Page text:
Aug 012008
 

Having trouble finding out your VC++ compiler version number? Let me help you out. 🙂 Open command prompt type and type in

cl.exe /?

Relevant part, as shown for me, is pasted here. My current compiler is VC6.

Microsoft (R) 32-bit C/C++ Optimizing Compiler Version 12.00.8804 for 80×86 Copyright (C) Microsoft Corp 1984-1998. All rights reserved.

Important pieces are in bold. Compiler is a 32-bit one and it’s version is 12.00.8804. So _MSC_VER will be 1200. Also the copyright year is important 1984-1998, this compiler was released in 1998, 1984 tells the year when Microsoft(R) Corp was registered as a company. 😉

So if you want to compile some piece of code just for VC6 compiler then you can add conditional compilation statements likewise…

#if _MSC_VER == 1200
  // Some VC6 specific code
#endif

For VC8, above copyright message looks like this for me…

Microsoft (R) 32-bit C/C++ Optimizing Compiler Version 14.00.50727.42 for 80×86 Copyright (C) Microsoft Corporation.  All rights reserved.

So _MSC_VER for VC8 will be 1400.

Now you may ask that how can I check full version of my vc++ compiler, for that purpose we have _MSC_FULL_VER macro defined.

#if _MSC_FULL_VER == 140050727
std::cout << "You are using vc8 compiler, version: " << _MSC_FULL_VER; #endif[/sourcecode] Values of _MSC_VER for different VC versions are listed below... VC6 - 1200 VC7 - 1300 VC8 - 1400 VC9 - 1500

Jul 252008
 

Well it was quite easy in VC6 to work with iterators since iterators were actual pointers to internal data, so they could be used interchangeably.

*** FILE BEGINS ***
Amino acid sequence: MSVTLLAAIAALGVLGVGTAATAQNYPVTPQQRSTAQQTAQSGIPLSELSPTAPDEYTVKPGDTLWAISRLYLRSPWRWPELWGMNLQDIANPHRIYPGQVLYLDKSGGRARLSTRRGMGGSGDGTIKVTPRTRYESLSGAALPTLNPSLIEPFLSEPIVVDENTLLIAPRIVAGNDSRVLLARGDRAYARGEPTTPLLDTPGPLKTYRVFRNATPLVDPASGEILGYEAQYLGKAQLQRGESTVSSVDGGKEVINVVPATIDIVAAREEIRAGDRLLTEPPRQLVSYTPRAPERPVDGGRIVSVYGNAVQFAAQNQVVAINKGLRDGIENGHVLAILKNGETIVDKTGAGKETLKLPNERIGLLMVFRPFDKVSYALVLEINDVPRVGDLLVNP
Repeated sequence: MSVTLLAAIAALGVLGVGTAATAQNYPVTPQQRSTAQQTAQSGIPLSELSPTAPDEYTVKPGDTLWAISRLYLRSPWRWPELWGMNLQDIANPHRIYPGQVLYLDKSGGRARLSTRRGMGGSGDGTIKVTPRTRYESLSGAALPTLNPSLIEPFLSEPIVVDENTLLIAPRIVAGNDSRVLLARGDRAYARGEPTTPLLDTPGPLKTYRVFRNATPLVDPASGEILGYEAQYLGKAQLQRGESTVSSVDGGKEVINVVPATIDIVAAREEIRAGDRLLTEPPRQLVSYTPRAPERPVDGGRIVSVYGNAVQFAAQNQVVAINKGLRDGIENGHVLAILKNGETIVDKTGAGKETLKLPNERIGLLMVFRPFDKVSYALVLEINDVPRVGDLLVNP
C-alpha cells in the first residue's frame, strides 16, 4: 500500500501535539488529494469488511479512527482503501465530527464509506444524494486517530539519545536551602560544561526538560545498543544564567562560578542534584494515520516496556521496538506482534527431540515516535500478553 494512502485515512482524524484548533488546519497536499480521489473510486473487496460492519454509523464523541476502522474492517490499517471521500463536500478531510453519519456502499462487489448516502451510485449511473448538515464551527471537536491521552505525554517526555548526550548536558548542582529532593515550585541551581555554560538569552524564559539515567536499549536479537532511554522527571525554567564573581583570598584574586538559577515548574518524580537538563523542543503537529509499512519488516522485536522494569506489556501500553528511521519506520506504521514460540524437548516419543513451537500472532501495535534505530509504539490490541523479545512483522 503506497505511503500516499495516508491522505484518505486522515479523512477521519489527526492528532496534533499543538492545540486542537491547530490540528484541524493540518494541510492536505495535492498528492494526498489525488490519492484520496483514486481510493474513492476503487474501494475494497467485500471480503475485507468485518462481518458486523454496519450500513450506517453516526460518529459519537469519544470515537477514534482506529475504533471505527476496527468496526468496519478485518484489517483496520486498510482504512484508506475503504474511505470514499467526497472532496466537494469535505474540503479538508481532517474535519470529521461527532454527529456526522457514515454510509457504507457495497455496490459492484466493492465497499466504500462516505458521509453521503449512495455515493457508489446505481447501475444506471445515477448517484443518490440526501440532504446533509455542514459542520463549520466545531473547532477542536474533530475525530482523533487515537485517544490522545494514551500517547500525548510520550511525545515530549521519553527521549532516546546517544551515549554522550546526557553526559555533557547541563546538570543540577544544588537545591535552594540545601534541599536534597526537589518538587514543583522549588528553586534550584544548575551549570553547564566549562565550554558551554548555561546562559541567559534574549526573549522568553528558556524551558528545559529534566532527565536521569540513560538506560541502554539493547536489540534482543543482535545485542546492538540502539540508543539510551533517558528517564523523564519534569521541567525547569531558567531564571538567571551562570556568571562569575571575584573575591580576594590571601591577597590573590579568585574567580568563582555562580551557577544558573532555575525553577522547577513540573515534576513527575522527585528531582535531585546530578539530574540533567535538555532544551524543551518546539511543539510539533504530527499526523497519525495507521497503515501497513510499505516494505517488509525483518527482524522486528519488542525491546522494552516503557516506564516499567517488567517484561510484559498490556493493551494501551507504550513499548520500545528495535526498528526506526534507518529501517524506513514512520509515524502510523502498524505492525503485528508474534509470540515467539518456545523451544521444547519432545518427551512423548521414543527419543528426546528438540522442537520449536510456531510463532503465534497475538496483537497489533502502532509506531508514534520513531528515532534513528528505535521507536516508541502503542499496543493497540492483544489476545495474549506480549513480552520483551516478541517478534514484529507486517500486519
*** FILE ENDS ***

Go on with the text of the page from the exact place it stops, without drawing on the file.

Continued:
For e.g.

typedef std::vector<int> IntVector;
IntVector IntVecObj;

// Push in a thousand ints
for( int Index = 0; Index < 1000; ++Index )
{
   IntVecObj.push_back( Index + 1 );
}
// Access internal pointer
int *p = IntVecObj.begin();&#91;/sourcecode&#93;

But above code gives error if compiled in VC8! Says cannot convert from vector::iterator type to int*. Mmm, so how can we get the internal pointer? This is what I've done...

&#91;sourcecode language="cpp"&#93;// Following code snippet won't compile in VC6 hence the compilation guard
#if _MSC_VER >= 1400 // VC8 onwards
   int* p = &(*IntVecObj.begin());
   // Or // int* p = IntVecObj.begin()._Myptr;
   ++*p;
#endif

You may ask why I had to take this approach? I am currently migrating a project from VC6 to VC8 hence plenty of code which directly uses pointers as iterators and iterators as pointers, so this helps. 🙂

I’ve got to say it’s a pain to work with new version of these stl classes, of course it could all turn out for good, sigh! anyway 🙁

Jul 052007
 

Add /Y3 to msdev as command line, but you may say that this is not possible always when I click on visual studio icon.

Add a shortcut to msdev and in the “Target” edit box, to the end, add this option as /Y3. Now whenever you startup visual studio using this shortcut you should get build times.

Try this out with a test build. 🙂